Psychological and hormonal changes in the course of in vitro fertilization
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This study was designed to investigate concurrently the psychological and hormonal changes at three critical points during in vitro fertilization (IVF) treatment. One hundred thirteen couples suffering from mechanical and unexplained infertility participated in the study and 23 of them conceived. Psychological evaluation included background questionnaires, Lubin's Depression Adjective Check List, and Spielberger's State Trait Anxiety inventory. Cortisol and prolactin levels were estimated by radioimmunoassay. The results showed that patients' anxiety and depression scores were significantly higher than the population norm. Psychological test scores and hormonal levels showed a similar pattern of change, increasing on oocyte retrieval day, decreasing on embryo transfer day, and rising again on pregnancy test day. Differences between these phases were generally significant. Differences in parameters' means between conceiving (C) and nonconceiving (NC) women were generally not significant. However, correlations between psychological measures and hormonal levels showed a clear disparity between C and NC women in the last phase. Whereas significant negative correlations were found in C patients, no relationship was found in NC patients. The findings suggest that success in IVF treatment may depend, in part, on differential modes of coping with anxiety and depression, involving hormonal or endorphin mediation.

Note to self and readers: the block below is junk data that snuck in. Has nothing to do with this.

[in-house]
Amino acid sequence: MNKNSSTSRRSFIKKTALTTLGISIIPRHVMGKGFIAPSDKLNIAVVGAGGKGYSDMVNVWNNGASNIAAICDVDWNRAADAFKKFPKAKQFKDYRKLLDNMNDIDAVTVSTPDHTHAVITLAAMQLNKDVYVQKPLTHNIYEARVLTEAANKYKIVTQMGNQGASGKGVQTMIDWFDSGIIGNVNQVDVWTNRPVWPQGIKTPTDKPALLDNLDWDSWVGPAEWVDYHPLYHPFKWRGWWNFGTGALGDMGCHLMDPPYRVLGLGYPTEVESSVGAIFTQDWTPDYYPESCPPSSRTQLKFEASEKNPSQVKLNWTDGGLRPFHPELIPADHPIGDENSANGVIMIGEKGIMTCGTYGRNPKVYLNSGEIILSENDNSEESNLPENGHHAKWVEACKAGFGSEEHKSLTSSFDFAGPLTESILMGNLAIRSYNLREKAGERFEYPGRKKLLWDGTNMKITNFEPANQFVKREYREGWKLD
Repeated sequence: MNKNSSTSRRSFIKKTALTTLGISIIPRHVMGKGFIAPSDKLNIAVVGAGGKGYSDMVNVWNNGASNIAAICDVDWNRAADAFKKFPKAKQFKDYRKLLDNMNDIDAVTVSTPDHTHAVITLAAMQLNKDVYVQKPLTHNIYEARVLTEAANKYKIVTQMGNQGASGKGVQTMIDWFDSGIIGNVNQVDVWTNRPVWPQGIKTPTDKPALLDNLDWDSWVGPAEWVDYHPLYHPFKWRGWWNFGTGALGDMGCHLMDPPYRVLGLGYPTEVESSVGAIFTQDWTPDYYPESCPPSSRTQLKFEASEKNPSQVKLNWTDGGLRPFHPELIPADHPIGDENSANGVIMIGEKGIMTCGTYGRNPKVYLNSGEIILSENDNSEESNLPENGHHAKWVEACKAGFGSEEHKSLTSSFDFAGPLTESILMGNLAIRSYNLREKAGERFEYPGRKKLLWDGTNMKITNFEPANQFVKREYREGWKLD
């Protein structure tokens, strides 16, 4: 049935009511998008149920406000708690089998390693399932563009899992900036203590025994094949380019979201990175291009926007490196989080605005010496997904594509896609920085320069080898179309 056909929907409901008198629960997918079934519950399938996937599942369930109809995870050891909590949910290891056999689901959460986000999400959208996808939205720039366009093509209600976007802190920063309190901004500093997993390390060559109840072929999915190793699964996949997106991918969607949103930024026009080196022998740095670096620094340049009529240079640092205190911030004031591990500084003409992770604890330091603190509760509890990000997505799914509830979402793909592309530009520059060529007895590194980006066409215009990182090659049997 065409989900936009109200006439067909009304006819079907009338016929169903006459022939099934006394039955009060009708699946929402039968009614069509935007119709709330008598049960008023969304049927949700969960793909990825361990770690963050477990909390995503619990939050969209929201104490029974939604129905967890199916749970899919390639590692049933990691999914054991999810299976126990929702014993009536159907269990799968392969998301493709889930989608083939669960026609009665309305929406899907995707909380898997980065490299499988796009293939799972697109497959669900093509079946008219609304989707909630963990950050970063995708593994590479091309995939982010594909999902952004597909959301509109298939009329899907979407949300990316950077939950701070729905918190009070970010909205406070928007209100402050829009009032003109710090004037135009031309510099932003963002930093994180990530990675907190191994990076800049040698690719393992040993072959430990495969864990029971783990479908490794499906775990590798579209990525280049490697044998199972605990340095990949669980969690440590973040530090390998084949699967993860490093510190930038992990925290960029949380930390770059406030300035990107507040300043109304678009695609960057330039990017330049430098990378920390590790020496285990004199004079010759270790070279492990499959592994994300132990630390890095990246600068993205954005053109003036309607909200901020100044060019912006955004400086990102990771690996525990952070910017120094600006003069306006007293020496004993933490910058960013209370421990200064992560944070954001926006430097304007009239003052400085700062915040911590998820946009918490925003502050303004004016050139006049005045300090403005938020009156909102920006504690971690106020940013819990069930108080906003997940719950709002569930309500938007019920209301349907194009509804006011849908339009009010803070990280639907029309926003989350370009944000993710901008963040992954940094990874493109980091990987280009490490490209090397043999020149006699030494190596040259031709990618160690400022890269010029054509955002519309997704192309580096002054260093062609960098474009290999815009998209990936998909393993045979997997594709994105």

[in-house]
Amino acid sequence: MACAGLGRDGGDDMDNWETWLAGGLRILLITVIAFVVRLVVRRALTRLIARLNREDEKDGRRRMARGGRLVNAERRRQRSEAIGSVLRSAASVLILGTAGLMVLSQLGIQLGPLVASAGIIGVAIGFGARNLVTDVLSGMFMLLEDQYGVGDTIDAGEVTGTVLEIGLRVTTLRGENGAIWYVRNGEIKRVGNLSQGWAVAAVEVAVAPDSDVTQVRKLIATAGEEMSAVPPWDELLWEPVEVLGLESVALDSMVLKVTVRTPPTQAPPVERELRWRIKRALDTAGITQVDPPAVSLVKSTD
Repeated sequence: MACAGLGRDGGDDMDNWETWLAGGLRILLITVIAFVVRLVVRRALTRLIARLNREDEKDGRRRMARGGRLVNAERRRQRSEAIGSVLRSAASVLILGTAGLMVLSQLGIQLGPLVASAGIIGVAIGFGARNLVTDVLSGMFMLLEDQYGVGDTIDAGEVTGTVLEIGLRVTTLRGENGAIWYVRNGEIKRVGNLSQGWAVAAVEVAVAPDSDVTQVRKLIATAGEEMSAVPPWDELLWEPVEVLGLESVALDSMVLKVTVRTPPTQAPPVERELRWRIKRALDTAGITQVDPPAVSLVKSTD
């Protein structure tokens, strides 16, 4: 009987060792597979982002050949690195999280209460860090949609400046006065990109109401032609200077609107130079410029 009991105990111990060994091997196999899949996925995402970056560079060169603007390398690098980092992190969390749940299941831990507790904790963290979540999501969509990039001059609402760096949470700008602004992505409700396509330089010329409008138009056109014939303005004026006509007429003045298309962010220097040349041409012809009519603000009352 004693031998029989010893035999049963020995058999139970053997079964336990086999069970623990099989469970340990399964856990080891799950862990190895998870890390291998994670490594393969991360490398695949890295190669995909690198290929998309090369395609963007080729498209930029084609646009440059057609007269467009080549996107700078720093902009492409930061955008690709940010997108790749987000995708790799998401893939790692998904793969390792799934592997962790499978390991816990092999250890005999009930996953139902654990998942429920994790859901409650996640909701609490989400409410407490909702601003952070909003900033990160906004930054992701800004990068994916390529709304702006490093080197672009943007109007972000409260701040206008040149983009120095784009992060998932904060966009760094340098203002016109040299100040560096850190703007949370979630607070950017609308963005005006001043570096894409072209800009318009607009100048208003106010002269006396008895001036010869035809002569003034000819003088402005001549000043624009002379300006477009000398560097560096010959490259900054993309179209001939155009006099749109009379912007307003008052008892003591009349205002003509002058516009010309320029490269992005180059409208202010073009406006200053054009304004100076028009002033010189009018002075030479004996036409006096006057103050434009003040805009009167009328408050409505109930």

Key wordsin vitro fertilization phases depression anxiety prolactin cortisol
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